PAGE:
Looking beyond the local media scene, there are also tie-in books and films to these 3 figures who popularised scientific ideas, inspiring fiction from The Lost World to Jurassic Park. AR Wallace also appears in the recent film biopic of Darwin's life starring Paul Bettany, Creation, shot partly in Wiltshire. Wallace's previous screen roles seem to have been limited to a 50-minute dramatised documentary (partly shot locally) by Richard Elson, which came out on video in 2003 but is not currently available. However he now has at least 7 recent books devoted to his life and work. Conan Doyle's local links were covered onsite earlier, when a new book by a local biographer raised controversy, and last year in the item below, re a new biography and a literary prize in his name.

Conan Doyle Literary Prize
Conan Doyle - never a dull moment even beyond the graveThe latest biography, Conan Doyle: The Man Who Created Sherlock Holmes by Andrew Lycett (Weidenfeld & Nicolson, 432pp, £20), is based on Doyle's papers, which were kept locked up till 2004. These were also the basis of Arthur Conan Doyle: A Life In Letters, edited by Jon Lellenberg, Daniel Stashower & Charles Foley. This should prove useful in putting his life and work more in perspective. For Doyle has been the object of various biographical speculations over the past few years, that he was a plagiarist, a murderer, a madman etc.  He was accused of poisoning his friend and 'Hound of the Baskervilles' collaborator after denying him co-author credit, and of later going mad in his New Forest home where he held seances, after having conspired to murder Houdini, who had threatened to expose Spiritualism [more on this here].
This time the main revelation picked up by the reviewers is merely one of adultery, which was more of a scandal then than today. (I've read that the first Sherlock Holmes Society,  formed in 1934 by A G Macdonell , author of  the classic satire England, Their England, had foundered over AGM's own 'indiscretion' with the wife of the Society's president.) This was in fact with his future 2nd wife Jean Leckie, with whom he now shares a grave at Minstead in the New Forest. He had got to know her during his first wife's lengthy terminal illness, remarrying in 1906 and cutting ties with the adult children of his first marriage.  Any incriminating correspondence having been burned by one family member or another long ago, biographer Andrew Lycett had to do his own detective work to establish the facts about ACD and Jean. Apparently the not-too-discreet liaison angered relatives like his brother-in-law EW Hornung, the creator of Raffles, and family sensitivities were the reason the bulk of the surviving papers were not sold off till 2004.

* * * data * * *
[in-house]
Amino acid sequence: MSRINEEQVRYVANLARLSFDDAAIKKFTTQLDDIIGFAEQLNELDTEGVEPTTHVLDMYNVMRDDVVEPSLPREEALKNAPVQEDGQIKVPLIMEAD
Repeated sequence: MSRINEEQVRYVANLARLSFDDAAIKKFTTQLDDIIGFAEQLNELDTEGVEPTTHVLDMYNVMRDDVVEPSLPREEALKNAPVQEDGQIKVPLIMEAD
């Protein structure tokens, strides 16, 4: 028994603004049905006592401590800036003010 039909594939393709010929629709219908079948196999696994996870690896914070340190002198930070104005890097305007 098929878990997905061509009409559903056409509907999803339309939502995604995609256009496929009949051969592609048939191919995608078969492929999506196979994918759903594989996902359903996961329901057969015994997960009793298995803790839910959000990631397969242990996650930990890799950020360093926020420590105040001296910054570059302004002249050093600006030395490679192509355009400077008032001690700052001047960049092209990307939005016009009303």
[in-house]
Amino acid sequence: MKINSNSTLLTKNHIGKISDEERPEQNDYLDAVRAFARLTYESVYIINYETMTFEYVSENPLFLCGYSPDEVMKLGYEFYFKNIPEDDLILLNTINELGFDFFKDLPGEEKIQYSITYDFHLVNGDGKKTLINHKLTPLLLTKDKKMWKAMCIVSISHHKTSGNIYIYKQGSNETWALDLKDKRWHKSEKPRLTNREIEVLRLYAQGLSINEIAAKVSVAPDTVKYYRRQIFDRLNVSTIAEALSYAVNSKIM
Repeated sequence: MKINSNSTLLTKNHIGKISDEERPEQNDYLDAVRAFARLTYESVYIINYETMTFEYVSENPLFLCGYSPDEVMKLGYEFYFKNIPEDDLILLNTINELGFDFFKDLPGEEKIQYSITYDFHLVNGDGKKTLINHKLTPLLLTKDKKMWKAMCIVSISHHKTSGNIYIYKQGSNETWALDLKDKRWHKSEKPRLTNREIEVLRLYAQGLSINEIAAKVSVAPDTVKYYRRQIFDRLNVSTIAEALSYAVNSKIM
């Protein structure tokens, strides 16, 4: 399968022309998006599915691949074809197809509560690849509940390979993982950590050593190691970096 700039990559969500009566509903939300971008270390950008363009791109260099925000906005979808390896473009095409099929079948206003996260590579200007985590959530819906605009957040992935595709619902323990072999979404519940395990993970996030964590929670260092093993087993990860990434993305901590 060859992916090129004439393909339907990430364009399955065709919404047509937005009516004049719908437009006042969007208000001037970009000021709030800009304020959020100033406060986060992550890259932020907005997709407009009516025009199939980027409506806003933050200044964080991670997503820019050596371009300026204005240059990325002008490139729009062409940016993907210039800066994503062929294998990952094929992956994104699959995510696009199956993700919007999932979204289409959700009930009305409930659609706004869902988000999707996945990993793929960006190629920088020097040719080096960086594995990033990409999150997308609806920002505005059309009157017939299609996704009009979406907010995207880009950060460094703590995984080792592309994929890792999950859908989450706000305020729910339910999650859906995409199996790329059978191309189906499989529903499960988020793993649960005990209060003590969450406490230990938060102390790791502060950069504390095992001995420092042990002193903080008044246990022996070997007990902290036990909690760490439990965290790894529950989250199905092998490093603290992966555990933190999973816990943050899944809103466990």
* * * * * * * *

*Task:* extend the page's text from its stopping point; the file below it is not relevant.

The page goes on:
Then leading Sherlockian scholar Richard Lancelyn Green, who was trying to obtain Conan Doyle's papers for a planned definitive 3-volume biography, was found garroted at home after complaining he was being followed and watched. This mystery was not officially solved, though the theory endorsed by Lycett and other 'Sherlockians'  is it was a self-dramatising suicide staged to create a Holmesian-style mystery (it echoes a Holmes story), to cast guilt on wealthy American rivals after the same papers, and thwart their sale abroad. Those papers which were owned by R.L. Green have since gone to the U. Of Portsmouth. (Doyle had set up, unsuccessfully, in the town as a doctor when he qualified, his idle hours leading to doodling out the first Holmesian sketch.) The University have recently established the Arthur Conan Doyle Prize for New Fiction, to encourage new authors of adventure and detective fiction. And yet another nonfiction study has appeared [March 2008]: On the Trail of Arthur Conan Doyle by Brian W Pugh and Paul R Spiring, this one focussing on the creation of  The Hound Of The Baskervilles and its links to places in south Devon.
Update: Another new biography, by Poole-based biographer Dr Andrew Norman, is now out: Arthur Conan Doyle: The Man Behind Sherlock Holmes.

Candleford Christmas specialMore Ladies In Bonnets